On making choices and the continuation of the project
As I wrote to you in March, since I am in the last phase of the PhD research, the time has come to look beyond and see what I can do next. It is a bit of a two-faced experience; on the one hand, I want to focus all my attention to reporting on and bringing attention to the TRNC case study, and to finishing the PhD book. On the other hand, I have to think about my next project, for otherwise I am going to find myself without work once the PhD is finished.
It is not so much about me having a job as it is about being able to continue my research on children’s rights. I honestly feel like I have only just started, and there is a sound basis yet also so much more work still needs to be done! However, to be able to do so, I need at least a basic income and some kind of institutional support. Basically: I need a contract.
In March I told you I’d applied for a job at the law faculty where I now work, for a position of empirical legal researcher, which I thought could be a good way in. Unfortunately, I was not even invited for an interview. So now what? Although I know I have some research money left and I also have some opportunities to raise more, I just don’t know exactly what shape or form to give it all. I started looking for external opportunities (mostly job openings at other universities). At the same time, I worked together with my intern on processing the data from the TRNC case, we wrote a recommendation (UPR) to the UN Human Rights Committee which we are hoping to submit together with two NGOs, and I finished the three courses/projects I was teaching.
Then two new opportunities presented itself; on the one hand, I was asked to teach certain courses next semester for my department. As part of this would fall outside of my current contract, they would have to give me one. It’s not yet clear what shape or form this would take – a teaching-only contract was an option, but I refused that because I want to do research. Then, secondly, I was approached by some other colleagues about a research proposal; apparently, Maastricht University has the opportunity to apply for funding with NWO on a program that is specifically meant for interdisciplinary research on SDGs (“Sustainable Development Goals”). First I was asked if I wanted to join as a post-doc researcher, to spend my time researching legal education in different low- and middle income countries. I said no, because I want to study children’s rights. Later, they came back to me and offered the opportunity to write a proposal myself. What a chance!!!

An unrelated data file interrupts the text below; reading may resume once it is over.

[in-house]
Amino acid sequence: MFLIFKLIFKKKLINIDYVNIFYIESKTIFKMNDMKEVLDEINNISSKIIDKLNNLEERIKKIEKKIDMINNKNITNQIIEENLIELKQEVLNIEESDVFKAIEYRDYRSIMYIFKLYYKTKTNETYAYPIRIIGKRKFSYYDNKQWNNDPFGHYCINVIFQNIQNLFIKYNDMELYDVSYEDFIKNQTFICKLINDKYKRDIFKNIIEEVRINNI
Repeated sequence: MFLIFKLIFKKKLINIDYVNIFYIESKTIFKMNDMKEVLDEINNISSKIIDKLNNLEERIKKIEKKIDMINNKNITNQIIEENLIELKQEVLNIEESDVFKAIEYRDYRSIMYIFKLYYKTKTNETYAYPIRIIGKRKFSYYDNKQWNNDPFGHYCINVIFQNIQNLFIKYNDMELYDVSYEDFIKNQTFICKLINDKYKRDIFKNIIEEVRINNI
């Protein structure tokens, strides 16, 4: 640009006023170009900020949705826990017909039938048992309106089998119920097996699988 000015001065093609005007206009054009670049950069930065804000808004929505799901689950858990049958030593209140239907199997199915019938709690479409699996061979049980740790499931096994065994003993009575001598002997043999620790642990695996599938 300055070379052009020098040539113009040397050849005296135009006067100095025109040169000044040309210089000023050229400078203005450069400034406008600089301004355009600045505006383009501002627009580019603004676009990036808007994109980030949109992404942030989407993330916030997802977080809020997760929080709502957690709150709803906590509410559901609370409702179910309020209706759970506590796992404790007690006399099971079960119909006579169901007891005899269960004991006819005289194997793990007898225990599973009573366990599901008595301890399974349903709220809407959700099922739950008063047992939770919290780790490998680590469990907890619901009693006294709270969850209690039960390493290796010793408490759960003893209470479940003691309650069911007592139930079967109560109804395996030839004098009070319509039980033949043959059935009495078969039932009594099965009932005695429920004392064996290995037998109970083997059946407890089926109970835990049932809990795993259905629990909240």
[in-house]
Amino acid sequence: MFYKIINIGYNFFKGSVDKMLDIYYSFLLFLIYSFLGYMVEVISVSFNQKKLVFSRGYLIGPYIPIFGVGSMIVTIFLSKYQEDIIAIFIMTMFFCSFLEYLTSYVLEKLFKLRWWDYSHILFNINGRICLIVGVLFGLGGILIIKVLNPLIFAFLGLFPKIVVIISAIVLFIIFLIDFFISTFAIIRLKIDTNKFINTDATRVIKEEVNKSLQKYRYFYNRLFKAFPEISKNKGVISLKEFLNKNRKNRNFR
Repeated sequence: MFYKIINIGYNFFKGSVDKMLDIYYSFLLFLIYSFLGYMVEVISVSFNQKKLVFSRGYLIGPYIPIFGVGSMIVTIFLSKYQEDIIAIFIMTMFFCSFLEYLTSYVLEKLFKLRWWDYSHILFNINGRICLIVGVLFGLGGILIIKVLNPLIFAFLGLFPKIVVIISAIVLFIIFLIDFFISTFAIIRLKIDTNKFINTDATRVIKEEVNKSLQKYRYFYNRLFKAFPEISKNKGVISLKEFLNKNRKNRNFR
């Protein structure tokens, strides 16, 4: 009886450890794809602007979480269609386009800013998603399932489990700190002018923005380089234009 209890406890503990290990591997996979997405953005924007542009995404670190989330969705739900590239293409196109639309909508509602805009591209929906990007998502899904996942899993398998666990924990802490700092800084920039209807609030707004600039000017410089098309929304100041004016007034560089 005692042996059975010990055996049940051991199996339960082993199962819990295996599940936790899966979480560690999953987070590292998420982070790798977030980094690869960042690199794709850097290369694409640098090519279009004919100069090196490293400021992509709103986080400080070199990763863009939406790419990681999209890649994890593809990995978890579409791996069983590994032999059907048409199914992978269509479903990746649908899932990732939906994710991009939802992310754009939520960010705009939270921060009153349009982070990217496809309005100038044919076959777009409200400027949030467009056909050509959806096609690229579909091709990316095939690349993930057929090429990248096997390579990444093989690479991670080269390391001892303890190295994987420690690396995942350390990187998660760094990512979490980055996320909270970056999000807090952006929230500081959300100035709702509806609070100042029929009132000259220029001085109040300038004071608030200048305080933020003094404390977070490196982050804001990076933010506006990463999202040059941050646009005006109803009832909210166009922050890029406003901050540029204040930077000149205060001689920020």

I proposed the subject of “children’s rights in unrecognized states” and the team agreed. So I decided to throw around my whole schedule – because the deadline for the proposal is in September -, to delay the PhD by a month and spend a month on this proposal. The best thing about this call is that not only does it give a chance to do this kind of valuable research, but it also gives a budget for implementation of the research results!! The worst thing about it is that even if you spend a lot of time writing a good proposal, it might get turned down.
In this proposal, I have to decide how much time I’d like to spend on the project and how much time I might want to spend on teaching, management, communication (writing these blogs, for example). It is all quite overwhelming and to be honest, at the moment I don’t really know which way to go from here. This also because many things are uncertain, and I haven’t even given you the full picture yet – I am also written into another research proposal and may get a post-doc position there, I am also asked to teach several courses, some of which directly, some “maybe”, and this has to be decided around now, the university board is also considering a proposal which I wrote with a team for a Platform which, if granted, I would manage… -.
Today I went for a long bike ride, to calm down and clear my mind. I did not find an answer yet, but what I did realize is this: any decision I take has to be guided by my mission: to support children all over the world. More specifically: to use research to understand why children are made to suffer at the hands of authorities (operationalized as “situations where children’s rights are violated”) and what can be done about this; and: through research, to make the voices heard of the most invisible, marginalized children in this world.
My mission is not to please my bosses. It is not to be liked by colleagues. It is not to bring money to the institution. It is not to become a successful academic (at least not in the classical sense). It is not to earn a lot of money. These may be side-effects, and maybe pleasant side-effects, but they are not the goal. I want to make a change. I want to use research to understand why children are made to suffer at the hands of authorities. And it should be that mission guiding me in the tricky choices that I will have to make over the coming months.